Now I cannot claim that I have always followed my own advice to question everything because this was how I left it for quite a few years I simply never revisited the 5-Pass Rule. Until I read a Club Coaching Manual from the US and in it the author mentioned how he had tweaked it. He said that he made a goal after 5 or more passes worth double but a goal in less than 5 passes was still a goal.

I have used this and it takes away all the above issues which caused me to stop using it. I have added my own tweak to it at times to encourage a different sort of passing combination by reversing the points and making a goal in less than five pass worth double and a goal in more than five passes worth one.

I would very much like to hear from other coaches who have found ways to make this 5-Pass Rule work for them or any other tweaks they have made to conditions on small sided games to encourage what they want to see.

Please leave a comment or email me seanthecoach@icloud.com

Follow me on Twitter @SeanDArcy66

Till next time

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3 thoughts on “5-Pass Rule – Now I like it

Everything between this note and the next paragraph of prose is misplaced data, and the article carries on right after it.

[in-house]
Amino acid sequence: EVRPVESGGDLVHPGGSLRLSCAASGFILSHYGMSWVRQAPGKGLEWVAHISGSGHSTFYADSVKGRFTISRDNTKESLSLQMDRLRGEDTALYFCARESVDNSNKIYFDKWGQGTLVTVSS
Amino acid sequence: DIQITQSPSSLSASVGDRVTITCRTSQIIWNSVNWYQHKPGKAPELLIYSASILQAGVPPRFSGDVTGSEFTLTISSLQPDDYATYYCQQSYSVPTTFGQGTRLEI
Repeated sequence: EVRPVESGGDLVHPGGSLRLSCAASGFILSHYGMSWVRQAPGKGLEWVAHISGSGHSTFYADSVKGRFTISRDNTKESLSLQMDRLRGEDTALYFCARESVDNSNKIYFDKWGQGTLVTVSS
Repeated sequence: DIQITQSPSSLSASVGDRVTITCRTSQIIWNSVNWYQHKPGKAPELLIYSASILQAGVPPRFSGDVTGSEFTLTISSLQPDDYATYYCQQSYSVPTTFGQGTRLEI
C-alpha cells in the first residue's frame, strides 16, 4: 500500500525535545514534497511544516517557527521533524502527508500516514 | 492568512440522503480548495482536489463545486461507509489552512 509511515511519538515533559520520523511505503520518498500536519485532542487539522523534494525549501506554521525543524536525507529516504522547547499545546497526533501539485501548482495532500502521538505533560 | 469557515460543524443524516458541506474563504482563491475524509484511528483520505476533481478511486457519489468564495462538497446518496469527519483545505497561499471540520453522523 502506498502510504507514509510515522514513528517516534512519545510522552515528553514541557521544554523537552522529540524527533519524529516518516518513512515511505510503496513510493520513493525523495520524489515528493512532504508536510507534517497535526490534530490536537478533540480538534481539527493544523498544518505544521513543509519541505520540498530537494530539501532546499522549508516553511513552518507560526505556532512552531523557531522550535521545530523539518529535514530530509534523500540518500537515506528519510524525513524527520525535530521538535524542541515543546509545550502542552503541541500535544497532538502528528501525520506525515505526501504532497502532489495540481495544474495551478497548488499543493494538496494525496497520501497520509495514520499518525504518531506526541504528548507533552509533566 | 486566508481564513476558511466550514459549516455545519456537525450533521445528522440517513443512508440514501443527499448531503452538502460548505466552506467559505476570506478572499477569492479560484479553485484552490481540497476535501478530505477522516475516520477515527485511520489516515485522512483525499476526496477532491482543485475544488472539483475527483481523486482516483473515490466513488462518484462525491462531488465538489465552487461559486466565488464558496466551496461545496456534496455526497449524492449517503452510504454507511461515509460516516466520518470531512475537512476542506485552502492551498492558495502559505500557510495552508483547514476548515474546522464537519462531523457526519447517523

1. Depends what your intended outcomes are. If possession then one I have found works well is ‘Your goal is worth the amount of passes that led up to it.’ keeps the theme and incentivises possession play without losing too much realism. Combine that with a ‘race to the finish’ darts-style scoring and you can create an exciting game with purpose.

    I.e. Both teams start with 20 points and the idea is to get down to zero. Score with a 20 pass sequence and you automatically win the leg. The score might come down to 10-1 so one team have earned the right to play more direct whilst the other may continue to focus on scoring with possession.

    I’ve used it and it throws up some good problems for the players to solve.

    Like

  2. Great post Sean!

    I think that the 5 pass rule game is great if you are using it purely as a possession retention game. Once you add the goal scoring element in then things change because you are taking away a decision making element by stopping players from obtaining a quick counter attack and even stopping them from being aware of the opportunity.

    Being able to keep posession in small spaces is important. Being able to win the ball against an opponent in small spaces is important so the game stands on its own as a valid training method.

    Again it comes back to purpose.

    One criticism of the game is that it lacks direction so the players don’t have to ‘invade’ the opponents space. I counteract this by playing ‘5 pass raid’ where each team has a half where it is trying to make 5 passes in. Once they win the ball from their opponents they must get the ball into the scoring half before then trying to make 5 passes. This encourages fast transition because they soon realise that they have a better chance of making the 5 passes while there is space and chaos because their opponents are recovering.

    Love the article!

    Like